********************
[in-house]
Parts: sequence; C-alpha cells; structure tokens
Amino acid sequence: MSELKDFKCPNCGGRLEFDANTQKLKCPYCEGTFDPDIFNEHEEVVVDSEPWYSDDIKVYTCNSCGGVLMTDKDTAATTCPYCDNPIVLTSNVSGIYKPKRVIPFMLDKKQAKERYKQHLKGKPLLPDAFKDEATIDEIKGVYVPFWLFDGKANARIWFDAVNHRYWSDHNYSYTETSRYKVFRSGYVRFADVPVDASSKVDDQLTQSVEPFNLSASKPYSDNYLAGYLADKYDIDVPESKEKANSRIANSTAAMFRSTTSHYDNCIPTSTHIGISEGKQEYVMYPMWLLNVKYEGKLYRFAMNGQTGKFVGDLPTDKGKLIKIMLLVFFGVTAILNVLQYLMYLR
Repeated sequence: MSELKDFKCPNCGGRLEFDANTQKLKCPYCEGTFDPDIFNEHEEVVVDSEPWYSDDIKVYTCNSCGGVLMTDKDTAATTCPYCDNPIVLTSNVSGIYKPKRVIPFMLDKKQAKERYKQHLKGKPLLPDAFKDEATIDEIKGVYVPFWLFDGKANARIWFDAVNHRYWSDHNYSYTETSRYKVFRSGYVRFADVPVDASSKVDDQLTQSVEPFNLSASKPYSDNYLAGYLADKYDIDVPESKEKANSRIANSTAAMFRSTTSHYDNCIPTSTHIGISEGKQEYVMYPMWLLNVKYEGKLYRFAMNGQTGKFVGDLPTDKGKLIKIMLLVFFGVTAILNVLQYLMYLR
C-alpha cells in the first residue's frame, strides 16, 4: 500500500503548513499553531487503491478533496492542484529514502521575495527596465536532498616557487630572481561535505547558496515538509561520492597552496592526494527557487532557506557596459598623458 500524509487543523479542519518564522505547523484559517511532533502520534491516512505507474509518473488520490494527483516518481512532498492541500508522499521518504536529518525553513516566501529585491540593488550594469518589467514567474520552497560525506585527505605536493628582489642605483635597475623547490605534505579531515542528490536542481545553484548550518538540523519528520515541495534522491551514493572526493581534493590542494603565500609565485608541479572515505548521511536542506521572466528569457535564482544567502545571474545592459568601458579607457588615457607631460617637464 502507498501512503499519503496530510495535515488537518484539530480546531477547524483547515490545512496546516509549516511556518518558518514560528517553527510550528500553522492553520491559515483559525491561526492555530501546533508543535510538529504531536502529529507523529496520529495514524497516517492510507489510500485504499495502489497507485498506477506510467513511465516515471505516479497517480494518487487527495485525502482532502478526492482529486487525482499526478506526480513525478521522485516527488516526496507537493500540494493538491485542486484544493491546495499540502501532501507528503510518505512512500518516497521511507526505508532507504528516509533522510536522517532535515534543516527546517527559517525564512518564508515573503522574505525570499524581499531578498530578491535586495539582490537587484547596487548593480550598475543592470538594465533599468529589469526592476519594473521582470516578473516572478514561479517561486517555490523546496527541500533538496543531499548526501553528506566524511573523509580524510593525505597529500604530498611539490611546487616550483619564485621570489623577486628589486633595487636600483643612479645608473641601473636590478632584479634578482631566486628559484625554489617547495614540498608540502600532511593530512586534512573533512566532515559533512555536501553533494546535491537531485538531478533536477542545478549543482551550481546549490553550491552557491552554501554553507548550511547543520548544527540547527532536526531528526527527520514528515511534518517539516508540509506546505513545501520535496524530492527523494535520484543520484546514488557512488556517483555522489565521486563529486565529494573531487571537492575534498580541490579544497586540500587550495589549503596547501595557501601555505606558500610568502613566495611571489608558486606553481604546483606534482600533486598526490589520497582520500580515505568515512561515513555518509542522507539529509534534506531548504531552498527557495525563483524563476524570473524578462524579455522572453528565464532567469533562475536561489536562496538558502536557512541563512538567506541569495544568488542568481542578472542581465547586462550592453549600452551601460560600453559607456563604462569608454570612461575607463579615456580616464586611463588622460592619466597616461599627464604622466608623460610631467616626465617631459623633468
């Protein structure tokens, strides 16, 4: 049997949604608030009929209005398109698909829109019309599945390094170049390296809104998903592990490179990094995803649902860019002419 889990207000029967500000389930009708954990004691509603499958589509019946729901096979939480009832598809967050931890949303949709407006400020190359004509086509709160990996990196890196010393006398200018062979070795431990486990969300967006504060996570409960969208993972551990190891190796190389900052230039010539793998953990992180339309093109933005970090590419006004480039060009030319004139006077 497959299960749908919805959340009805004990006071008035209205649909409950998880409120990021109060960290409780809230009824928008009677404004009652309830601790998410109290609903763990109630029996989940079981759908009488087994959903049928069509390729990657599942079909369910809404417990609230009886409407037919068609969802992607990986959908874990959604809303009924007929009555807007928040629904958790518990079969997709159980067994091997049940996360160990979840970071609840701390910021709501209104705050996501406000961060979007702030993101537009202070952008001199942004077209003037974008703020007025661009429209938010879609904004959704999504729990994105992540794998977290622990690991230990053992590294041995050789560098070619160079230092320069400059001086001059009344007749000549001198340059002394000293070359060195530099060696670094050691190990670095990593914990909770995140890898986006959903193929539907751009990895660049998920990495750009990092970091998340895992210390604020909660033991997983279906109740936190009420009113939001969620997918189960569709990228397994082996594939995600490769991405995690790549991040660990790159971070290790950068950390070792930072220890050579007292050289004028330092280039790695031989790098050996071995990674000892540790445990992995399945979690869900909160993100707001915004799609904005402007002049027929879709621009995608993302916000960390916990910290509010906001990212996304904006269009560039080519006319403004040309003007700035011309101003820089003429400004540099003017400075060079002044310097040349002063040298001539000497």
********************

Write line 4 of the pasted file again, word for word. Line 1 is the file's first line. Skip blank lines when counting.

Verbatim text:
Repeated sequence: MSELKDFKCPNCGGRLEFDANTQKLKCPYCEGTFDPDIFNEHEEVVVDSEPWYSDDIKVYTCNSCGGVLMTDKDTAATTCPYCDNPIVLTSNVSGIYKPKRVIPFMLDKKQAKERYKQHLKGKPLLPDAFKDEATIDEIKGVYVPFWLFDGKANARIWFDAVNHRYWSDHNYSYTETSRYKVFRSGYVRFADVPVDASSKVDDQLTQSVEPFNLSASKPYSDNYLAGYLADKYDIDVPESKEKANSRIANSTAAMFRSTTSHYDNCIPTSTHIGISEGKQEYVMYPMWLLNVKYEGKLYRFAMNGQTGKFVGDLPTDKGKLIKIMLLVFFGVTAILNVLQYLMYLR